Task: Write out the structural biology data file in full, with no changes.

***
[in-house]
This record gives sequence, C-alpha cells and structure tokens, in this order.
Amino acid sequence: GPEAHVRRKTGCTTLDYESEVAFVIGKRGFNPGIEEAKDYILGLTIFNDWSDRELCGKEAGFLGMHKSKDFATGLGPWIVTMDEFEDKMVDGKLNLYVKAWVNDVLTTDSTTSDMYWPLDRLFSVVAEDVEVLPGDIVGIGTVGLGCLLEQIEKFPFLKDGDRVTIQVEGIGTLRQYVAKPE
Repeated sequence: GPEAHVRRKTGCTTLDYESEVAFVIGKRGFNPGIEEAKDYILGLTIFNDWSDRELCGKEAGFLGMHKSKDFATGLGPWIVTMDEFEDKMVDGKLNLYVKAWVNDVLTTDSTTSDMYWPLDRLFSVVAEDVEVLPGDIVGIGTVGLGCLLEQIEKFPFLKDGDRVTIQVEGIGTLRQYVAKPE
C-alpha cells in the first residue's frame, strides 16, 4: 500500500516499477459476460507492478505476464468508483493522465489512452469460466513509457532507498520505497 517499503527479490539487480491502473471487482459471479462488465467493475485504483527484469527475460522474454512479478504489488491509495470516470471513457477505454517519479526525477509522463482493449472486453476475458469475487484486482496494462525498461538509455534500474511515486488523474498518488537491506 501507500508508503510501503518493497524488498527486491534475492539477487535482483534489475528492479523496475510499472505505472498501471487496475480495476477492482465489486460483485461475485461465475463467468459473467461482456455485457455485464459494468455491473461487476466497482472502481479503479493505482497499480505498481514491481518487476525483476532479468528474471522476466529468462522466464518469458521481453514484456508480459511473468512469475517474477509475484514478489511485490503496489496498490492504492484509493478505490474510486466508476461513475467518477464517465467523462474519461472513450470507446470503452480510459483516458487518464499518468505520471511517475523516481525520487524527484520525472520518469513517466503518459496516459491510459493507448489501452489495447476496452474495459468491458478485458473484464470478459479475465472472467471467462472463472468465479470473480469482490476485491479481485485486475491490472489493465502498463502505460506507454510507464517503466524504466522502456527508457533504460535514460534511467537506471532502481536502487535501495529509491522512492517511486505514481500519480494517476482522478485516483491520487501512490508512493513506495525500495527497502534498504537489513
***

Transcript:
[in-house]
This record gives sequence, C-alpha cells and structure tokens, in this order.
Amino acid sequence: GPEAHVRRKTGCTTLDYESEVAFVIGKRGFNPGIEEAKDYILGLTIFNDWSDRELCGKEAGFLGMHKSKDFATGLGPWIVTMDEFEDKMVDGKLNLYVKAWVNDVLTTDSTTSDMYWPLDRLFSVVAEDVEVLPGDIVGIGTVGLGCLLEQIEKFPFLKDGDRVTIQVEGIGTLRQYVAKPE
Repeated sequence: GPEAHVRRKTGCTTLDYESEVAFVIGKRGFNPGIEEAKDYILGLTIFNDWSDRELCGKEAGFLGMHKSKDFATGLGPWIVTMDEFEDKMVDGKLNLYVKAWVNDVLTTDSTTSDMYWPLDRLFSVVAEDVEVLPGDIVGIGTVGLGCLLEQIEKFPFLKDGDRVTIQVEGIGTLRQYVAKPE
C-alpha cells in the first residue's frame, strides 16, 4: 500500500516499477459476460507492478505476464468508483493522465489512452469460466513509457532507498520505497 517499503527479490539487480491502473471487482459471479462488465467493475485504483527484469527475460522474454512479478504489488491509495470516470471513457477505454517519479526525477509522463482493449472486453476475458469475487484486482496494462525498461538509455534500474511515486488523474498518488537491506 501507500508508503510501503518493497524488498527486491534475492539477487535482483534489475528492479523496475510499472505505472498501471487496475480495476477492482465489486460483485461475485461465475463467468459473467461482456455485457455485464459494468455491473461487476466497482472502481479503479493505482497499480505498481514491481518487476525483476532479468528474471522476466529468462522466464518469458521481453514484456508480459511473468512469475517474477509475484514478489511485490503496489496498490492504492484509493478505490474510486466508476461513475467518477464517465467523462474519461472513450470507446470503452480510459483516458487518464499518468505520471511517475523516481525520487524527484520525472520518469513517466503518459496516459491510459493507448489501452489495447476496452474495459468491458478485458473484464470478459479475465472472467471467462472463472468465479470473480469482490476485491479481485485486475491490472489493465502498463502505460506507454510507464517503466524504466522502456527508457533504460535514460534511467537506471532502481536502487535501495529509491522512492517511486505514481500519480494517476482522478485516483491520487501512490508512493513506495525500495527497502534498504537489513